Newcomers are often surprised at the amount of sweat they produce after trying a fencing class for the first time. No doubt, fencing is a great workout, especially for your lower body. Fencers move around A LOT, albeit small movements back and forth. (PS: fencers don’t run: we have our own type of leg work, and it involves maintaining a sort-of crouched position, called the on-guard.)
The discipline required to fence lends a polish to the sport. The minimum skill level required to play is higher than many sports. One can simply throw a ball to some kids, teach them the basics of the pass and shoot and viola: soccer. But with fencing the student must first learn to hold the weapon: not gripping it like a hammer but rather like a strings musician holding a bow.
Fencing is a tool sport, and as such it requires a level of dexterity with the weapon that many other sports don’t require. The blade must become part of the fencers hand, mind, heart. It is as much an expression of one’s self as it is a sport. It is this mode of self-expression, some would argue, that allows fencing to transcend sport and become art.
Blending impulse with decision, fencing, none would argue, can move at lightening speed. Decision making changes at the speeds fencing operates in. It is no longer simply seeing and doing. the love of discipline, of rigor, of “training” itself: these are necessary components of the sport.
Part of the thrill of fencing is the (immediate) problem solving aspect of the sport. If you like puzzles you’ll love fencing. To be a good fencer one must have a balance of skills. It is not enough to be simply the fastest nor the strongest…
A good fencer adjusts his or her game, adapting, minimizing one’s opponent’s strengths and maximizing your own. FENCING IS A THINKER’S SPORT. It is in the choice of tactics, how and when they are implemented, and how to continuously adjust your game before your opponent can adjust his. Too much patience, and you become passive and are consumed. Too much aggression and you become your own worst enemy, throwing yourself on your opponents blade. Here is one reason a seasoned, silver-haired fox has brought many an anxious young buck to his knees: smarter and more conservative with his energy, picking the right moment to strike, working with his own impulses rather than having to fight against them.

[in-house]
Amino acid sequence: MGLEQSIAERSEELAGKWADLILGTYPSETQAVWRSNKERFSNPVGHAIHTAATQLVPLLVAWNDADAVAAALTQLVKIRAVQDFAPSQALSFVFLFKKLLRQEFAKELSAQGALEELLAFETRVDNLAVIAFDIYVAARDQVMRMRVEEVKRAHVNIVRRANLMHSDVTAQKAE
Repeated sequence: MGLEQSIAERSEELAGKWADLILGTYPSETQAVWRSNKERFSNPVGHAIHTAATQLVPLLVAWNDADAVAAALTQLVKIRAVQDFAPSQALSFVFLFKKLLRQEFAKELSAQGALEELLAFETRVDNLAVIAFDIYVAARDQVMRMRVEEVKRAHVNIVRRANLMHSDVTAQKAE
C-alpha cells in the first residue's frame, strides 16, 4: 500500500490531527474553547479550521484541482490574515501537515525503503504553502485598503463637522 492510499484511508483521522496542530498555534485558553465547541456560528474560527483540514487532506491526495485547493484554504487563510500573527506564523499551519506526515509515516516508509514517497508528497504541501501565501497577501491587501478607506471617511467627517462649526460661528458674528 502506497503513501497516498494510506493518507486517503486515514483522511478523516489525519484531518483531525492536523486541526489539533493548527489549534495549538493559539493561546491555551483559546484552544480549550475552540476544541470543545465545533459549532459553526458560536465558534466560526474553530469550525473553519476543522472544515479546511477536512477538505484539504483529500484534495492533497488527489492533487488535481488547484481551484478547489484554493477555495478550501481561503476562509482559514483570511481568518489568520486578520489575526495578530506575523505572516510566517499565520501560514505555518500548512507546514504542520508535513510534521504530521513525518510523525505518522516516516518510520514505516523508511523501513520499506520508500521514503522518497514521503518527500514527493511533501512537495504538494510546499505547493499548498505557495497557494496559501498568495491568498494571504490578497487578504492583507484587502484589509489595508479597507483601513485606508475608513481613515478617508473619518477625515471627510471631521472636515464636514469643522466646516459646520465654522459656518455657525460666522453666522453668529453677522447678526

Concentration in the Present Moment
The immense concentration required of our sport is a draw unto itself. The focus, the being in the moment, the now-ness of fencing is an immense draw to many.
The Thrill of Combat
There is an emotional component to fencing that is shared only with the other combat sports. And that is the combat element of the game. Victory is achieved not simply by outscoring one’s opponent, but by actually stabbing them with the point of your weapon. You assess their game, adjust your own game accordingly, and defeat your opponent on the field of combat. It is an individual sport where one player pits herself against another player in combat. This thrill of vanquishing your opponent in combat is one that fencers can reach for their entire lives. I don’t know many boxers or wrestlers competing in their 60’s, but I know plenty of fencers who do….
They Can’t Stay Away
Once you’ve been bitten by the fencing bug, forget ever leaving. I’ve known people who’ve begun fencing at a young age then stop when career and marriage and kids get in the way, only to return years later to the sport.
I’ve also seen people take up fencing long after their “prime” physical years have fled. It speaks to the richness of the game, that one can play at it, have a blast and get a great workout at whatever age.
So if you’re thinking about taking fencing, or re-turning to it after a hiatus, please: join us here at NWFC. Our club prides itself on it’s inclusive nature. We are a family here. Welcome!